The artist William Hundley — known for photographing plumes of fabric hovering enigmatically in mid-air and strange objects balancing atop cheeseburgers — recently began experimenting with self-portraits. Which wouldn't be out of the ordinary, except that Hundley happens to hate letting people know what he looks like, so he obscures the photos of his face with collages of weird body parts and other incongruous images. He’s also been playing with masks, shooting the results of elaborate tribal-inspired face-painting sessions with his fiancée. “There’s this perception that I’m this badass artist who doesn’t give a fuck, this imagined character,” says Hundley, a boyish Texas native who lives deep in the suburbs of Austin. “But I work at a hospital in IT. So that’s why I don’t like putting images of myself or a biography out there — I mean look at me, I’m all-American white-boy looking. It would ruin the illusion.”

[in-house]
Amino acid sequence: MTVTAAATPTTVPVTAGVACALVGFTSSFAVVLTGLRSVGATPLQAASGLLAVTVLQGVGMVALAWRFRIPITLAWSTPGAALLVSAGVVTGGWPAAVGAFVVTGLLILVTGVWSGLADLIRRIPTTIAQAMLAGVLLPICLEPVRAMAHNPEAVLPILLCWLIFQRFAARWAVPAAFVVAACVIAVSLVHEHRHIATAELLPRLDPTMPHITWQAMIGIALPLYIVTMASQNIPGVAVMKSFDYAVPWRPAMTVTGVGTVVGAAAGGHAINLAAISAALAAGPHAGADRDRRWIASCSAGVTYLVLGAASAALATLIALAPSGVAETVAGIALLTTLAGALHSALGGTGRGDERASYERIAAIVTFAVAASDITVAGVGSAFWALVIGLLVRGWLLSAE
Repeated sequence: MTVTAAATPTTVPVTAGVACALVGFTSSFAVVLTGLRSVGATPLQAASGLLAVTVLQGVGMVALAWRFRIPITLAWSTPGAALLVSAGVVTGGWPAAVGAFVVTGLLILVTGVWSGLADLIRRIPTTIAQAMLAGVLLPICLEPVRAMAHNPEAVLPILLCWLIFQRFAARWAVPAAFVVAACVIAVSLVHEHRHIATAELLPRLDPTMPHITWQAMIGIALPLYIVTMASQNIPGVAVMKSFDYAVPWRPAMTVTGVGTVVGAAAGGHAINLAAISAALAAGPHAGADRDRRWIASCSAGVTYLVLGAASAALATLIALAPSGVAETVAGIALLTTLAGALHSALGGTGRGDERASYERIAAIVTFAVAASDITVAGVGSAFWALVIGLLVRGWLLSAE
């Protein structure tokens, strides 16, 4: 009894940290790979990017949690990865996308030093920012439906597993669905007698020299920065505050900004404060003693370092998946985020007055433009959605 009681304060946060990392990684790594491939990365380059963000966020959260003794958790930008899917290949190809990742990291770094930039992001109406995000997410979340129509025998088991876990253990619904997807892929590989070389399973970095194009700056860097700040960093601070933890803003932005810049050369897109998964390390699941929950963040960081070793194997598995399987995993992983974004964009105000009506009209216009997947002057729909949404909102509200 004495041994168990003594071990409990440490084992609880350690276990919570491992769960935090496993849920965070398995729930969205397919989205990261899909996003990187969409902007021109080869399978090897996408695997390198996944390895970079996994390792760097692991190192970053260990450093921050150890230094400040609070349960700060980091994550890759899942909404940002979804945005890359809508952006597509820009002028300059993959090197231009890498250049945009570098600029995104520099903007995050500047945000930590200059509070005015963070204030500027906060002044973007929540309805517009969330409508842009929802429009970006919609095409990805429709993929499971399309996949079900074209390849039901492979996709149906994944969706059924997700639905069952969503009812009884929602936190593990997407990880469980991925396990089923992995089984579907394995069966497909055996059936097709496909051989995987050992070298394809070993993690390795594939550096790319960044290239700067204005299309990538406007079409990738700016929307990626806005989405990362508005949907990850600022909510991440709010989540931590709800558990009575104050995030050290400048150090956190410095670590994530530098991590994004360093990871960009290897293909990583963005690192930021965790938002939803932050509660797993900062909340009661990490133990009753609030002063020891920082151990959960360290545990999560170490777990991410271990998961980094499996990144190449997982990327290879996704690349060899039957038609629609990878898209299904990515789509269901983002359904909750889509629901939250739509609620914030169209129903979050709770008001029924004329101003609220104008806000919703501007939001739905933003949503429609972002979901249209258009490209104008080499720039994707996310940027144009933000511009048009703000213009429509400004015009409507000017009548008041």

More
Things Organized Neatly: It’s also likely why I love flea markets, where you can often find random spots of order among the chaos, like these colorful yarn spindles I photographed last year at Brimfield.

Jill Singer, Co-Editor

In honor of Sight Unseen's first anniversary, we, the editors, decided to turn the lens on ourselves, revealing what inspires us as writers about and champions of design and art. If you're an especially devoted reader of Sight Unseen, you might have noticed that Monica — who spent her childhood putting bugs under a kiddie microscope and was at the head of her high-school calculus class — often tends towards subjects inspired by geometry and science, while Jill — whose love for color and pattern likely began with an uncommonly large novelty earring collection — favors maximalist, throw-every-color-at-the-wall-and-see-if-it-sticks types. We were interested to see how those formative experiences would play out in a documention of our own reference points. Here's a closer look at eight of Jill's editor's picks.
More